Simcoe's foodie offerings are sensational!
It’s 6:00 pm on an ordinary September Wednesday night and the restaurant is packed; buzzing in fact, and reservations and tables are juggled with the delicate hand of the hostess. It’s a scene that would be more fitting in Toronto or Montreal late on a Friday night, but it’s happening in the heart of humble Simcoe, in Ontario’s Norfolk County.
Norfolk County is reputed as Canada’s finest farm land, but it isn't resting on its laurels. Lavender, ginseng, heritage beef, peanuts, and hops are all taking their place beside traditional crops and restaurants are embracing produce old and new to make the farm-to-table movement less of a trend and more of a lifestyle.
I appreciate businesses that support local farmers – and I REALLY appreciate a good meal – and I was looking forward to visiting Simcoe’s latest restaurant, the newly opened "The Combine". Set in a beautiful, country-inspired property with its own herb garden out back and a wood-burning oven in the retro-fitted kitchen, The Combine is spot on as a combination community kitchen and centre for cutting edge cuisine.
Time For Cocktails!
We started with humble, delicious bread from another Norfolk gem, the Good Bread Company, and tried some of The Combine’s creative cocktails. My rosé and rosemary sangria, made with local wine, peaches, and herbs from the restaurant’s garden, was delicious. Ryan went out on a creative limb to try the Bloody Beer, which combined a local pilsner, tomato juice, bitters, lime and pickle juice, and a smoked salt rim. As I dislike beer, tomato juice, and pickles, this was definitely not the drink for me! Ryan’s reaction was a bit more receptive, but ultimately it wasn’t really his cup of tea – perhaps a libation best reserved for brunch instead of dinner.
Our main courses were nothing short of spectacular. Ryan enjoyed the short ribs (supplied by local YU Ranch) – in fact, it seemed he enjoyed them rather too much, as he was looking at those ribs with a kind of misty eyed love he once reserved for me! I had the brick oven cooked local lake trout, which was extremely fresh and perfectly cooked. It came with grilled bok choy, a veggie I’m not normally a big fan of but in this case I found it delicious – a nice mix of smoky, crispy, soft, and salty.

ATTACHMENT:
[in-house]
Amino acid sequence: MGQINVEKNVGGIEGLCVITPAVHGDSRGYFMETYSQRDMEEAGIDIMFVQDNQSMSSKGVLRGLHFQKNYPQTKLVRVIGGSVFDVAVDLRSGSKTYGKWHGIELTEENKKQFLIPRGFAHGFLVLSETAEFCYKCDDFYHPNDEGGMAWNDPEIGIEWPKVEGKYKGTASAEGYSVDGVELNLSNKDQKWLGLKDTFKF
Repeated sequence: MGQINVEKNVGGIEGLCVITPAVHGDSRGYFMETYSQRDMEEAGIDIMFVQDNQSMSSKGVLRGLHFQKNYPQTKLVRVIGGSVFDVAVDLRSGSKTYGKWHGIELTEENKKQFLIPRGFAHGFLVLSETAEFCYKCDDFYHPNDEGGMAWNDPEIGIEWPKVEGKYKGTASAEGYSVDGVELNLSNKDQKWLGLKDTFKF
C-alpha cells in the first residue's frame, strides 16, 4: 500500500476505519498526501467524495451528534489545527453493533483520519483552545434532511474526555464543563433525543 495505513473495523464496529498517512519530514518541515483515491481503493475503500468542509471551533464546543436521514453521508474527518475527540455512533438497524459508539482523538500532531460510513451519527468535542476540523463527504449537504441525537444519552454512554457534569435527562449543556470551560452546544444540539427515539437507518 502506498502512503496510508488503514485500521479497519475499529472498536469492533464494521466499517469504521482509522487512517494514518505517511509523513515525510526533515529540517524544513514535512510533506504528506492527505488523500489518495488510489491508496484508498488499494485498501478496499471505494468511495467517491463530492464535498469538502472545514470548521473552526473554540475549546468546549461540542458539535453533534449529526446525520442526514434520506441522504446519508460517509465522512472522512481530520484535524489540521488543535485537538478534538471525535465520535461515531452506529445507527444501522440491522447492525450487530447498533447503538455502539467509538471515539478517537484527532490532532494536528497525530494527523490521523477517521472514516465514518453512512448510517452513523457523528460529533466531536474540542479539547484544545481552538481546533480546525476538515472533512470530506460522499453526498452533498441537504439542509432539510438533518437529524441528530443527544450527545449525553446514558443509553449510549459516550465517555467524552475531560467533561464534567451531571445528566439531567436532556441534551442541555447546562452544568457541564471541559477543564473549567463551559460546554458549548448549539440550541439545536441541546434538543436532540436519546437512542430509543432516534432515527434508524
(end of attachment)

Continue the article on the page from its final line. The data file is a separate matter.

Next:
We were bursting full but unwilling to give up on dessert, so we made plans to return later in the evening after fulfilling another commitment. I am so glad we returned! I had warm, homemade churros, coated in cinnamon sugar and dipped in dulce de leche. Ryan chose the brick oven apple pie (which was massive!). The best part of the apple pie was the inclusion of PEI Cows' Avonlea Clothbound cheddar cheese baked on the top. This is our favourite cheese, a national award winner, and it was fantastic to see it included on the menu. I loved that the dessert menu didn't just rely on chocolate desserts. I am, of course, a real chocolate lover, but I think a restaurant has extra moxie to not let it dominate the dessert menu and instead introduce different flavors to the patrons.
The Combine Sets Itself Above The Rest!
Two interesting things happened while we were snuggling up to our desserts. The chef himself (also named Ryan) brought out a cheese plate for another patron and it was amazing to hear him speak so lovingly about the cheeses (including Cow’s Cheddar, which he described as the best in the country).
The other interesting thing happened when I ordered a hot chocolate while everyone else was asking for coffee and Scotch. I never thought that it wouldn't be on the menu and – hey! – it was late at night and I thought a warm cup would be a nice touch. There was no cocoa in the kitchen and Chef Ryan himself concocted a cup of hot chocolate for me (I suspect some of the ingredients for the chocolate fondue were used!) I was touched that he delivered it to me himself and, of course, it tasted phenomenal.
In the amount of time it takes to wait in the line to get into a trendy bistro somewhere in Toronto, you could drive to Simcoe and be seated at The Combine, easily spending half as much and getting portions twice as large. I loved the combination of friendly, down-to-earth staff and setting and the solid, scrumptious, farm-friendly dishes. Norfolk County is doing such creative, innovative, community focused work on its farms and, as a traveler, it’s inspiring to see that work reflected in so many of the local eateries for all to enjoy.
As always, I welcome and encourage your comments. Have you ever discovered an amazing restaurant in a small town?
If you enjoyed this review, you'll also like:
A Day in Port Dover.
Glamping at Long Point Eco Adventure
CoffeeCan Cuisine: Avoiding Dining Disappointments
My meal was included as part of a blog visit to Norfolk County. This did not affect my review and all opinions remain my own.